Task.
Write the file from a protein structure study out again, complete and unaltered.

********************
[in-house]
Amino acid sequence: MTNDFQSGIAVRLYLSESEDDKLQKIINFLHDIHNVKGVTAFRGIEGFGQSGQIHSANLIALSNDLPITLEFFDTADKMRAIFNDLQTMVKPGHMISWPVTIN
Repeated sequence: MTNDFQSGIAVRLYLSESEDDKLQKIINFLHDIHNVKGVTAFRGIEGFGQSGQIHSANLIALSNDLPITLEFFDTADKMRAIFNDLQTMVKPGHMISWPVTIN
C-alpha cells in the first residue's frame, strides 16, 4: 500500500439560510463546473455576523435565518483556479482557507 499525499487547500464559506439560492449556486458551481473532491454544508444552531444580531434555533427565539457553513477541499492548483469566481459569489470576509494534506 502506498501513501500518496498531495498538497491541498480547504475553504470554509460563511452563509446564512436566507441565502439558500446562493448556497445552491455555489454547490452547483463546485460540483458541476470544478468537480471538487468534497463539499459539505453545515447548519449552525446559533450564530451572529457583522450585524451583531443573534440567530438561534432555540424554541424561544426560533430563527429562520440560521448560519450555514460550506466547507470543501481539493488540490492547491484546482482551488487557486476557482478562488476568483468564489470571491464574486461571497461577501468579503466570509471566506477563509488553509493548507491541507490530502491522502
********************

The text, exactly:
[in-house]
Amino acid sequence: MTNDFQSGIAVRLYLSESEDDKLQKIINFLHDIHNVKGVTAFRGIEGFGQSGQIHSANLIALSNDLPITLEFFDTADKMRAIFNDLQTMVKPGHMISWPVTIN
Repeated sequence: MTNDFQSGIAVRLYLSESEDDKLQKIINFLHDIHNVKGVTAFRGIEGFGQSGQIHSANLIALSNDLPITLEFFDTADKMRAIFNDLQTMVKPGHMISWPVTIN
C-alpha cells in the first residue's frame, strides 16, 4: 500500500439560510463546473455576523435565518483556479482557507 499525499487547500464559506439560492449556486458551481473532491454544508444552531444580531434555533427565539457553513477541499492548483469566481459569489470576509494534506 502506498501513501500518496498531495498538497491541498480547504475553504470554509460563511452563509446564512436566507441565502439558500446562493448556497445552491455555489454547490452547483463546485460540483458541476470544478468537480471538487468534497463539499459539505453545515447548519449552525446559533450564530451572529457583522450585524451583531443573534440567530438561534432555540424554541424561544426560533430563527429562520440560521448560519450555514460550506466547507470543501481539493488540490492547491484546482482551488487557486476557482478562488476568483468564489470571491464574486461571497461577501468579503466570509471566506477563509488553509493548507491541507490530502491522502